Currently, there is no known way to stop whitebark pine mortality caused by white pine blister rust and mountain pine beetle. However, the U.S. Forest Service and other partners have made important strides in understanding the white pine blister rust ecology and mountain pine beetle life history. The majority of whitebark pine occurs on Forest Service managed lands, and the Forest Service has implemented important conservation actions, including developing and planting white pine blister rust-resistant seedlings. Importantly, research on the propagation of rust-resistantwhitebark pine seeds and seedlings is underway and strategic conservation plans are being developed.
Whitebark pine typically occurs on cold and windy high-elevation or high-latitude sites in western North America. It is considered a keystone species because it increases biodiversity and contributes to critical ecosystem functions. Whitebark pine is frequently the first conifer to become established after disturbances like wildfires and subsequently stabilizes soils and regulates runoff. Snow will drift around whitebark pine trees, thereby increasing soil moisture, modifying soil temperatures, and holding soil moisture later into the season. Whitebark pine frequently shade, protect, and slow the progression of snowmelt, essentially reducing spring flooding at lower elevations. Whitebark pine also provides important, highly nutritious seeds for numerous birds and mammals.
Roughly 44 percent of the species’ range occurs in the United States in Wyoming, Montana, Idaho, Nevada, California, Oregon, and Washington. The remaining 56 percent of the species range occurs in British Columbia and Alberta, Canada. Whitebark pineis a slow-growing, long‑lived tree with a life span of upwards of 500 years and sometimes over 1,000 years. Because whitebark pine seeds cannot be wind-disseminated, primary seed dispersal occurs almost exclusively by Clark’s nutcrackers (Nucifraga columbiana) in the avian family Corvidae (whose members include ravens, crows, and jays). Consequently, Clark’s nutcrackers facilitate whitebark pine regeneration and influence its distribution and population structure through their seed caching activities.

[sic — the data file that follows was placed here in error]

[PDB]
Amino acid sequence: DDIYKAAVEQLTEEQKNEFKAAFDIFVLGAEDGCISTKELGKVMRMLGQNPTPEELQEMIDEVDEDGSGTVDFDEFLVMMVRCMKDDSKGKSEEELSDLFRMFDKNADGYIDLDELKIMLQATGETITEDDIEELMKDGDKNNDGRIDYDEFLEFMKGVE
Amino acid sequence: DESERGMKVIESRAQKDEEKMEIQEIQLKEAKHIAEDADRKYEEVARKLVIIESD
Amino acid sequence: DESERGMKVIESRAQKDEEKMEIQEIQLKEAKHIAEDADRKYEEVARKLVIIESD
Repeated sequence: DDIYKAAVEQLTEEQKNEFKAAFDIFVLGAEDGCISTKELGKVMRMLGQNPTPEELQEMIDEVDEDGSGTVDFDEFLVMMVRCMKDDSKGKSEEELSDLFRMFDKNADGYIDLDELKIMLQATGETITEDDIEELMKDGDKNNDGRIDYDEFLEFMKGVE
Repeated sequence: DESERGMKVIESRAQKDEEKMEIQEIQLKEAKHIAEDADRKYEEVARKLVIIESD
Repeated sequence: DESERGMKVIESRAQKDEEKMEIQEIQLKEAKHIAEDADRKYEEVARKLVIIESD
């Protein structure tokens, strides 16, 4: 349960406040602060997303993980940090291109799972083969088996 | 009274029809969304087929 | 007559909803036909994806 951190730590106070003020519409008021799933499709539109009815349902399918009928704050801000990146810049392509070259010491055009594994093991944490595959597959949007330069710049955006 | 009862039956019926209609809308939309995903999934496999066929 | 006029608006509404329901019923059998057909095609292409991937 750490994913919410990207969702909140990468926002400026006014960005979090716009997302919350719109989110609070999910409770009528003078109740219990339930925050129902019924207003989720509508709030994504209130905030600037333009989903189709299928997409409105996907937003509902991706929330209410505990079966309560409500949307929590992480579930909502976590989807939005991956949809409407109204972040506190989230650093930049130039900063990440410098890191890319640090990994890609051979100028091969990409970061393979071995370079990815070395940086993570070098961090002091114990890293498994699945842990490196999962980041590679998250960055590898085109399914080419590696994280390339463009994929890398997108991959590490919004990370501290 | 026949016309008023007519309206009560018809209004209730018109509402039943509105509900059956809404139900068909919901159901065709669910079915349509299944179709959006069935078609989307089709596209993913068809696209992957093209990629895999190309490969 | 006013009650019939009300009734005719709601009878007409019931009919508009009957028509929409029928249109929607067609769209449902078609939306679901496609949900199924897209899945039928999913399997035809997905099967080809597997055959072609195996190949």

The Service made the determination in response to a petition filed on December 9, 2008, by the Natural Resources Defense Council. The Service completed an initial review in July 20, 2010, and concluded that the petition contained substantial information supporting a full study of the whitebark pine status. The Service has completed a comprehensive review – known as a 12‑month finding – and determined that there is sufficient scientific and commercial data to propose listing the species throughout its range. However, the Service is precluded from beginning work immediately on a listing proposal because its limited resources must be devoted to other, higher priority actions. The Service has assigned the whitebark pine a listing priority number of 2, which means that the threats are imminent and of high magnitude.
A copy of the finding and other information about whitebark pine is available online at http://www.fws.gov/mountain-prairie/species/plants/whitebarkpine, or by contacting the Wyoming Ecological Services Field Office, U.S. Fish and Wildlife Service, 5353 Yellowstone Road Suite 308A, Cheyenne, WY 82009, phone (307) 772–2374.